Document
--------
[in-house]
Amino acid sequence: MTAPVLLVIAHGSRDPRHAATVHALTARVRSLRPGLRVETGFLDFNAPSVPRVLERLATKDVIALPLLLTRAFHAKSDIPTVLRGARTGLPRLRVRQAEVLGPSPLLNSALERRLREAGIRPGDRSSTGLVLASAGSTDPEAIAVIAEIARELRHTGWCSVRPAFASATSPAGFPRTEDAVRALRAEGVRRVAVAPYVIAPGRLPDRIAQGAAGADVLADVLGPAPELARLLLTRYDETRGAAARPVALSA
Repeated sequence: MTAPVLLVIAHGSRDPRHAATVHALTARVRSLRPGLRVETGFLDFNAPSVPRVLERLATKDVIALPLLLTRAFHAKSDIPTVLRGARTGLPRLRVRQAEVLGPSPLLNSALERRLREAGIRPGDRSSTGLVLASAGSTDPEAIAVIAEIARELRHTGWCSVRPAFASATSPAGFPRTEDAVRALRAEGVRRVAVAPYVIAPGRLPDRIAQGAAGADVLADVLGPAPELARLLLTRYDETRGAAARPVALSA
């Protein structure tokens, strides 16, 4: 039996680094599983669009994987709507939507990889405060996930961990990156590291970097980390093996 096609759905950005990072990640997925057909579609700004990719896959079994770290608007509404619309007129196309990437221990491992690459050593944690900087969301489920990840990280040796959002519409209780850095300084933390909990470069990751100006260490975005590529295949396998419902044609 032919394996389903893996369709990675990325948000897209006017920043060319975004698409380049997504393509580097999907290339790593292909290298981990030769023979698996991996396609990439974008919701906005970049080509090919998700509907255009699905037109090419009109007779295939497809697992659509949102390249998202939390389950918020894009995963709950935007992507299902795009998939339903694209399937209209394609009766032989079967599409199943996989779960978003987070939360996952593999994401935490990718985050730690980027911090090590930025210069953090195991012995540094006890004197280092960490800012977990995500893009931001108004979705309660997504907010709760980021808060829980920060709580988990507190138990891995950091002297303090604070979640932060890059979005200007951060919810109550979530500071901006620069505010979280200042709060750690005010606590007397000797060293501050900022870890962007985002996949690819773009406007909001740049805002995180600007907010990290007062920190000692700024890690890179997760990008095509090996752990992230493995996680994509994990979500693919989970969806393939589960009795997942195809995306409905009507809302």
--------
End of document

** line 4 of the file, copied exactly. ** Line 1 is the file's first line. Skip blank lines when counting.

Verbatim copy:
């Protein structure tokens, strides 16, 4: 039996680094599983669009994987709507939507990889405060996930961990990156590291970097980390093996 096609759905950005990072990640997925057909579609700004990719896959079994770290608007509404619309007129196309990437221990491992690459050593944690900087969301489920990840990280040796959002519409209780850095300084933390909990470069990751100006260490975005590529295949396998419902044609 032919394996389903893996369709990675990325948000897209006017920043060319975004698409380049997504393509580097999907290339790593292909290298981990030769023979698996991996396609990439974008919701906005970049080509090919998700509907255009699905037109090419009109007779295939497809697992659509949102390249998202939390389950918020894009995963709950935007992507299902795009998939339903694209399937209209394609009766032989079967599409199943996989779960978003987070939360996952593999994401935490990718985050730690980027911090090590930025210069953090195991012995540094006890004197280092960490800012977990995500893009931001108004979705309660997504907010709760980021808060829980920060709580988990507190138990891995950091002297303090604070979640932060890059979005200007951060919810109550979530500071901006620069505010979280200042709060750690005010606590007397000797060293501050900022870890962007985002996949690819773009406007909001740049805002995180600007907010990290007062920190000692700024890690890179997760990008095509090996752990992230493995996680994509994990979500693919989970969806393939589960009795997942195809995306409905009507809302």